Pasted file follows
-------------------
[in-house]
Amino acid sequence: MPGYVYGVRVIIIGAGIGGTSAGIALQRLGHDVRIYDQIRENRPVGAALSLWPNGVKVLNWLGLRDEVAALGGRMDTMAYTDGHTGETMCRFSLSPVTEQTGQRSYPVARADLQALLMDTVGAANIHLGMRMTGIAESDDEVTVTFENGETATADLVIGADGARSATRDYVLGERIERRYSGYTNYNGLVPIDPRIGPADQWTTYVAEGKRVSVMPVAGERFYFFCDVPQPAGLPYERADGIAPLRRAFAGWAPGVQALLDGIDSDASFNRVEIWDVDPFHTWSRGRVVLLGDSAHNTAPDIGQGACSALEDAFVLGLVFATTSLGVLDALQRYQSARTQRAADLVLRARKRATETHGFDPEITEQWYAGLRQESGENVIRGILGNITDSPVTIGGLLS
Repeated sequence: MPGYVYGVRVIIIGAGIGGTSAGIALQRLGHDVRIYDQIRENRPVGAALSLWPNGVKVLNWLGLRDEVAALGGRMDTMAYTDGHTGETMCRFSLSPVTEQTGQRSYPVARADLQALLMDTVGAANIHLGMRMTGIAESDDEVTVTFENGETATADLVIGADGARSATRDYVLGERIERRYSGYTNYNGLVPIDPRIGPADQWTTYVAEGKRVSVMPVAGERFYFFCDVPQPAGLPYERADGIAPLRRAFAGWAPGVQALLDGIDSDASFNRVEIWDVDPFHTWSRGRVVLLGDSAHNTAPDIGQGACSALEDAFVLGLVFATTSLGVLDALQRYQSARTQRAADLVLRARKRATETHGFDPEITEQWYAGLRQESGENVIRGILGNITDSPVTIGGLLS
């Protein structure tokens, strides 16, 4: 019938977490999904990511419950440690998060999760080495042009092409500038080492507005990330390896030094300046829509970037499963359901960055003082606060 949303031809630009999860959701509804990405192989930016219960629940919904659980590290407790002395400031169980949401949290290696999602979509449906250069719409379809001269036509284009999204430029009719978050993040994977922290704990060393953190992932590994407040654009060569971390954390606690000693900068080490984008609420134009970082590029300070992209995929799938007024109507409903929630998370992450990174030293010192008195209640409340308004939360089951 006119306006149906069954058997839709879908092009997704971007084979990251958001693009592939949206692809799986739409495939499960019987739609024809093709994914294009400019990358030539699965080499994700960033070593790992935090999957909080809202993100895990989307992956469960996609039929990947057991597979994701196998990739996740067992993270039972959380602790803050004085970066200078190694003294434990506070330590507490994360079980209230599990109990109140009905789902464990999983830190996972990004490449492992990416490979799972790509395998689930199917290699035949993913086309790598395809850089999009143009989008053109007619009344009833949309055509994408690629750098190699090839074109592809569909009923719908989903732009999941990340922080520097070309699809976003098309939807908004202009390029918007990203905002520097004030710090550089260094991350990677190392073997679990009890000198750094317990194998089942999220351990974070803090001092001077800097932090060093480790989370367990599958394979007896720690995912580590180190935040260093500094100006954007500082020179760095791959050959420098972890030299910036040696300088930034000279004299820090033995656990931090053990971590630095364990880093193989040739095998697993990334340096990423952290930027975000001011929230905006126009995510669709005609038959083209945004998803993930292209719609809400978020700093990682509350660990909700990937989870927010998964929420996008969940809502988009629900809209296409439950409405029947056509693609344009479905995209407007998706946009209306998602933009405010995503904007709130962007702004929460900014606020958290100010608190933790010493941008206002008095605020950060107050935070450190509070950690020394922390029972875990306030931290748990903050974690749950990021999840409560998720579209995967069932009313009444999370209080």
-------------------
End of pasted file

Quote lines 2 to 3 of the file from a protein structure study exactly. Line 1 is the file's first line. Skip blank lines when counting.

Amino acid sequence: MPGYVYGVRVIIIGAGIGGTSAGIALQRLGHDVRIYDQIRENRPVGAALSLWPNGVKVLNWLGLRDEVAALGGRMDTMAYTDGHTGETMCRFSLSPVTEQTGQRSYPVARADLQALLMDTVGAANIHLGMRMTGIAESDDEVTVTFENGETATADLVIGADGARSATRDYVLGERIERRYSGYTNYNGLVPIDPRIGPADQWTTYVAEGKRVSVMPVAGERFYFFCDVPQPAGLPYERADGIAPLRRAFAGWAPGVQALLDGIDSDASFNRVEIWDVDPFHTWSRGRVVLLGDSAHNTAPDIGQGACSALEDAFVLGLVFATTSLGVLDALQRYQSARTQRAADLVLRARKRATETHGFDPEITEQWYAGLRQESGENVIRGILGNITDSPVTIGGLLS
Repeated sequence: MPGYVYGVRVIIIGAGIGGTSAGIALQRLGHDVRIYDQIRENRPVGAALSLWPNGVKVLNWLGLRDEVAALGGRMDTMAYTDGHTGETMCRFSLSPVTEQTGQRSYPVARADLQALLMDTVGAANIHLGMRMTGIAESDDEVTVTFENGETATADLVIGADGARSATRDYVLGERIERRYSGYTNYNGLVPIDPRIGPADQWTTYVAEGKRVSVMPVAGERFYFFCDVPQPAGLPYERADGIAPLRRAFAGWAPGVQALLDGIDSDASFNRVEIWDVDPFHTWSRGRVVLLGDSAHNTAPDIGQGACSALEDAFVLGLVFATTSLGVLDALQRYQSARTQRAADLVLRARKRATETHGFDPEITEQWYAGLRQESGENVIRGILGNITDSPVTIGGLLS